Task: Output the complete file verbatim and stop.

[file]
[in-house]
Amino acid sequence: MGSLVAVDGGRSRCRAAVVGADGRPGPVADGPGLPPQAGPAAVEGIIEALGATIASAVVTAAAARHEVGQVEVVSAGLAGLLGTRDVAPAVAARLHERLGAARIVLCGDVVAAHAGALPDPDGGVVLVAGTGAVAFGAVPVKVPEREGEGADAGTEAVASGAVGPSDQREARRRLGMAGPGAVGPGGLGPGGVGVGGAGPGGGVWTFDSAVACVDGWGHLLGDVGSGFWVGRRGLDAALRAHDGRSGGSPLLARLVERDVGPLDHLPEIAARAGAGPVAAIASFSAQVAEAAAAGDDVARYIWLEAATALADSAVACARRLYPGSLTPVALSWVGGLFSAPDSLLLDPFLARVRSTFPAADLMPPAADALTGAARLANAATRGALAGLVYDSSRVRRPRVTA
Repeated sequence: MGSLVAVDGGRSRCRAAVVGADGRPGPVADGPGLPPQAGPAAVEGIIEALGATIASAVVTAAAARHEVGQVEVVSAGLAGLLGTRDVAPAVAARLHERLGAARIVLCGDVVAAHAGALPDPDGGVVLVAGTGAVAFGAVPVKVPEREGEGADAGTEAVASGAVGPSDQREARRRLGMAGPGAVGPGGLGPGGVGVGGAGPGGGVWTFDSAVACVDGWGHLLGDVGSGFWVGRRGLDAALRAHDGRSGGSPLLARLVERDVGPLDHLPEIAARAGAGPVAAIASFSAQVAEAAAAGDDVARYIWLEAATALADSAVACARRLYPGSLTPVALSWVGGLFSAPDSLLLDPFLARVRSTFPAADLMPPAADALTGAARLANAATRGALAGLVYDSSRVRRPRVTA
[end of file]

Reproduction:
[in-house]
Amino acid sequence: MGSLVAVDGGRSRCRAAVVGADGRPGPVADGPGLPPQAGPAAVEGIIEALGATIASAVVTAAAARHEVGQVEVVSAGLAGLLGTRDVAPAVAARLHERLGAARIVLCGDVVAAHAGALPDPDGGVVLVAGTGAVAFGAVPVKVPEREGEGADAGTEAVASGAVGPSDQREARRRLGMAGPGAVGPGGLGPGGVGVGGAGPGGGVWTFDSAVACVDGWGHLLGDVGSGFWVGRRGLDAALRAHDGRSGGSPLLARLVERDVGPLDHLPEIAARAGAGPVAAIASFSAQVAEAAAAGDDVARYIWLEAATALADSAVACARRLYPGSLTPVALSWVGGLFSAPDSLLLDPFLARVRSTFPAADLMPPAADALTGAARLANAATRGALAGLVYDSSRVRRPRVTA
Repeated sequence: MGSLVAVDGGRSRCRAAVVGADGRPGPVADGPGLPPQAGPAAVEGIIEALGATIASAVVTAAAARHEVGQVEVVSAGLAGLLGTRDVAPAVAARLHERLGAARIVLCGDVVAAHAGALPDPDGGVVLVAGTGAVAFGAVPVKVPEREGEGADAGTEAVASGAVGPSDQREARRRLGMAGPGAVGPGGLGPGGVGVGGAGPGGGVWTFDSAVACVDGWGHLLGDVGSGFWVGRRGLDAALRAHDGRSGGSPLLARLVERDVGPLDHLPEIAARAGAGPVAAIASFSAQVAEAAAAGDDVARYIWLEAATALADSAVACARRLYPGSLTPVALSWVGGLFSAPDSLLLDPFLARVRSTFPAADLMPPAADALTGAARLANAATRGALAGLVYDSSRVRRPRVTA